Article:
Economists are among the most optimistic groups on the planet. Year in, year out they project improvements in growth.
So today, despite 4th Consecutive Decline in Factory Orders, it’s no surprise that economists remain optimistic.
Orders to U.S. factories fell for a fourth straight month in November, with demand in a key category that signals business investment plans down for a third month.
The Commerce Department said Tuesday factory orders dropped 0.7 percent in November after a similar 0.7 percent fall in October. The November weakness came from decreases in demand for primary metals, industrial machinery and military aircraft.
A closely watched category that serves as a proxy for business investment spending dropped 0.5 percent in November, marking the longest stretch of weakness in this category since 2012.
Economists, however, remain optimistic that the drop in orders is a temporary soft patch and a stronger economy with increased consumer spending will trigger a rebound in demand in 2015.
New Order Details
The US Census Bureau Manufacturers’ Shipments, Inventories and Orders Report for November 2014 shows New orders for manufactured goods are down for four consecutive months.
- November aggregate decline was 0.7%.
- Excluding transportation, new orders decreased 0.6%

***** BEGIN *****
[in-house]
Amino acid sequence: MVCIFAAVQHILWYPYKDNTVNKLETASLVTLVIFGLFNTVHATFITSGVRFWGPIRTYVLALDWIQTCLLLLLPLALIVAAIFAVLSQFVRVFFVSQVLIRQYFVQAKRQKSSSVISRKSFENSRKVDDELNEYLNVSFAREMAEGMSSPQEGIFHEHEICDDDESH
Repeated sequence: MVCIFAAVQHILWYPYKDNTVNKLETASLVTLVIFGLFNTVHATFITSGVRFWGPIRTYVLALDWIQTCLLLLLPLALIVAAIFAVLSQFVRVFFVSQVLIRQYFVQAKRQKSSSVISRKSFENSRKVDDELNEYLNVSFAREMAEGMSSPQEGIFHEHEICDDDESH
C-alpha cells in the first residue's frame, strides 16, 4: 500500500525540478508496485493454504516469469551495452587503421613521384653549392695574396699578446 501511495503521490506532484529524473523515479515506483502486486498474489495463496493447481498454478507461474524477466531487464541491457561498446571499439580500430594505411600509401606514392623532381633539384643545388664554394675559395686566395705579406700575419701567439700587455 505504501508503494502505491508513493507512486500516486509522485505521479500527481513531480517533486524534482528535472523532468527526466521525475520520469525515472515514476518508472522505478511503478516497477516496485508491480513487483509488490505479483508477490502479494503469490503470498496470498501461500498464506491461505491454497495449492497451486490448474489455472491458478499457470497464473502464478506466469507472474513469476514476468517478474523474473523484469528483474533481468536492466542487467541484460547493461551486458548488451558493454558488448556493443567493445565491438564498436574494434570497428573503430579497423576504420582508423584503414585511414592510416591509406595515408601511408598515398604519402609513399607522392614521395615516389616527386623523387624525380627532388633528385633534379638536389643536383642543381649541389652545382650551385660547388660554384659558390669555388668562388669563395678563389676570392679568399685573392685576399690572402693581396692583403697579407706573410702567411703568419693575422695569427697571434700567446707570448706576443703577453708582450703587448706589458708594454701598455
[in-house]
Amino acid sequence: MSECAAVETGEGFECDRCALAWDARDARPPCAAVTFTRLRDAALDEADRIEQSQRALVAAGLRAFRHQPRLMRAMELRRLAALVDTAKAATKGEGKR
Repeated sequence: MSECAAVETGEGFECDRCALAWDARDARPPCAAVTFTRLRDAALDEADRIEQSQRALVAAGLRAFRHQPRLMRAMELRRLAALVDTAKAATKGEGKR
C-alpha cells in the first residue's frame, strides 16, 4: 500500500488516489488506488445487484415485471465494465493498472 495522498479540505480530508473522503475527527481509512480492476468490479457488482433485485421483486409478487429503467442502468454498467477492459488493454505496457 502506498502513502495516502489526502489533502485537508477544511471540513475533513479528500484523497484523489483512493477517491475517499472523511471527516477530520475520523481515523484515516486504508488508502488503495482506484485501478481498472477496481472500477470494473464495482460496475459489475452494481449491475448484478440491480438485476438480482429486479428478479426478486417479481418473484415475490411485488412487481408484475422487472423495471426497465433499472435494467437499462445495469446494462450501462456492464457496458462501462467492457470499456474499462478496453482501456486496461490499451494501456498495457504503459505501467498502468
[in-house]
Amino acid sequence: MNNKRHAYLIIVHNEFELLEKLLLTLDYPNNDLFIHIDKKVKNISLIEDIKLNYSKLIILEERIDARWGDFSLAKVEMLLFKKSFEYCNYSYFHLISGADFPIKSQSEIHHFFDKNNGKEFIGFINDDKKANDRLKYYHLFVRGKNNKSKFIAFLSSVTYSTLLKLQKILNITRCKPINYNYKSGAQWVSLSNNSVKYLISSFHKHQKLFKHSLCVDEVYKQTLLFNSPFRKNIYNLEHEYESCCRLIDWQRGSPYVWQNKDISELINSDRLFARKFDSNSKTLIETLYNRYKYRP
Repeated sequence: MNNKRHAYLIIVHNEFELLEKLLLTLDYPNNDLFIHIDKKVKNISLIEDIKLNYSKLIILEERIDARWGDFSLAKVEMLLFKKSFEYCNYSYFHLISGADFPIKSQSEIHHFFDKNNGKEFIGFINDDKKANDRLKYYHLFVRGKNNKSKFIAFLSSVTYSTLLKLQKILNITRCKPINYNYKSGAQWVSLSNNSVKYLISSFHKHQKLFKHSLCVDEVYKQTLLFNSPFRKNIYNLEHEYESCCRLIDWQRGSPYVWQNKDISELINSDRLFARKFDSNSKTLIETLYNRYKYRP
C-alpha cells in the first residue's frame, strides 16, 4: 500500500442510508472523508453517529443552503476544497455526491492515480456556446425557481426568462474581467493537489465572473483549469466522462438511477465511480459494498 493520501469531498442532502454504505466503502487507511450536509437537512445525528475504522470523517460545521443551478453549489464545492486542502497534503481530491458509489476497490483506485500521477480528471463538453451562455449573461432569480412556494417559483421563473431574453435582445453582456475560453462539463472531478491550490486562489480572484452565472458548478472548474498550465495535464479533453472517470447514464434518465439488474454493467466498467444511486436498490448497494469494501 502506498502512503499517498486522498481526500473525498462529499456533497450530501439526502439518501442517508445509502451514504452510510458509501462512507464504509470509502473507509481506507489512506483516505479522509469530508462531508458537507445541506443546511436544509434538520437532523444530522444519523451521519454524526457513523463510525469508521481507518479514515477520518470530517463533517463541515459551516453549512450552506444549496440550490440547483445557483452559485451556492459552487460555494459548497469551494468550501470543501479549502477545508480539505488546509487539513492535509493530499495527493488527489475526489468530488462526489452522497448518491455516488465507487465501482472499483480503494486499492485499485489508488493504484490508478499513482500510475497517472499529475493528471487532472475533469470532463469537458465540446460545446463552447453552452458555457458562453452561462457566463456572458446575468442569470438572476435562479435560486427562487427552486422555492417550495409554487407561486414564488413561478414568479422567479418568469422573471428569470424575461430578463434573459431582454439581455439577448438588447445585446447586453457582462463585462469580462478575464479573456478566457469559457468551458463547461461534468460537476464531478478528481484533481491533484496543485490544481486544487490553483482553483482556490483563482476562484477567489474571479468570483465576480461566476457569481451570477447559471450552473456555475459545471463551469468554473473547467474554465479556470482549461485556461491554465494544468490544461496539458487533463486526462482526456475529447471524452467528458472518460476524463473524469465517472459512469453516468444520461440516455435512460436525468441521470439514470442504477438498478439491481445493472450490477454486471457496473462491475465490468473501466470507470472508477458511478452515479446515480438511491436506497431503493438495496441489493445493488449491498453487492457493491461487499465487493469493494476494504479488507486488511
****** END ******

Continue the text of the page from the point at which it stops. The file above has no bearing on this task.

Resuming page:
- Excluding defense, new orders down 0.4%
- Durable goods new orders down 0.9%
- Nondurable goods down 0.5%
- Shipments down three of last four months
- Durable goods orders down three of last four months
- October decline 0.7%.
- Transportation equipment (Aggregate) down 1.3%
- Automobiles down 2.0%
- Heavy duty trucks down 4.4%
- Motor vehicle bodies, parts, and trailers up 0.5%
- Nondefense aircraft and parts down 4.7%
- Defense aircraft and parts down 2.3%
- Ships and boats up 0.7%
Auto Orders vs. Expectations
Automobiles orders down 2.0% and heavy duty trucks down 4.4% are standouts. Those numbers suggest the auto party is over or will soon be.
I have a simple question: Who wants a car, needs a car, can afford a car, and does not have a car? Subprime auto loans are a key reason car sales were as robust as they have been.
Nonetheless (from the first link) “Auto sales are expected to reach their highest level in a decade this year, bolstered by strong job gains and cheap gas.”
Mike “Mish” Shedlock